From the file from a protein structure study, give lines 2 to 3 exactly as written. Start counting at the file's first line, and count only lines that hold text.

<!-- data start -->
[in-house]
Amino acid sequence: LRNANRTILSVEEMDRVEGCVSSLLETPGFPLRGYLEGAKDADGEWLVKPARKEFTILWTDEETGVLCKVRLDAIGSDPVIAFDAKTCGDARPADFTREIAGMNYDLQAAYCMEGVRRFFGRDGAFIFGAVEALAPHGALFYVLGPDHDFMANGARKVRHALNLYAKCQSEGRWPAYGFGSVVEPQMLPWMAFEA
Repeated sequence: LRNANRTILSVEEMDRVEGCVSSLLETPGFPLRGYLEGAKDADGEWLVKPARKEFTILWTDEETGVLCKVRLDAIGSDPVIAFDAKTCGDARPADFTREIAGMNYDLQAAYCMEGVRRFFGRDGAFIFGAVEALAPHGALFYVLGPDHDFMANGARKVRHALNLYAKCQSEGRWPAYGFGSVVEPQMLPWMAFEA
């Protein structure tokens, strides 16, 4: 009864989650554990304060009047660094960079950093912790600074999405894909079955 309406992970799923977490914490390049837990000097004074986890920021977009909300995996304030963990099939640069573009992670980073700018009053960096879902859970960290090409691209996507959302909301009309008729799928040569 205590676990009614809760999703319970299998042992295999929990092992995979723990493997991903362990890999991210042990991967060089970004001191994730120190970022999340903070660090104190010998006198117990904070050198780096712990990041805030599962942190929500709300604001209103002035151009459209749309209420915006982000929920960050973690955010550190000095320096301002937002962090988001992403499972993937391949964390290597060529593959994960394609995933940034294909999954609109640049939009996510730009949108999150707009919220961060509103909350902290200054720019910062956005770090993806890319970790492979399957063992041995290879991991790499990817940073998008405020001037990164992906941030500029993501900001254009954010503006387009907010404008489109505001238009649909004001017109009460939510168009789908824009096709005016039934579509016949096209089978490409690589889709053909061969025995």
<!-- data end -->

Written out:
Amino acid sequence: LRNANRTILSVEEMDRVEGCVSSLLETPGFPLRGYLEGAKDADGEWLVKPARKEFTILWTDEETGVLCKVRLDAIGSDPVIAFDAKTCGDARPADFTREIAGMNYDLQAAYCMEGVRRFFGRDGAFIFGAVEALAPHGALFYVLGPDHDFMANGARKVRHALNLYAKCQSEGRWPAYGFGSVVEPQMLPWMAFEA
Repeated sequence: LRNANRTILSVEEMDRVEGCVSSLLETPGFPLRGYLEGAKDADGEWLVKPARKEFTILWTDEETGVLCKVRLDAIGSDPVIAFDAKTCGDARPADFTREIAGMNYDLQAAYCMEGVRRFFGRDGAFIFGAVEALAPHGALFYVLGPDHDFMANGARKVRHALNLYAKCQSEGRWPAYGFGSVVEPQMLPWMAFEA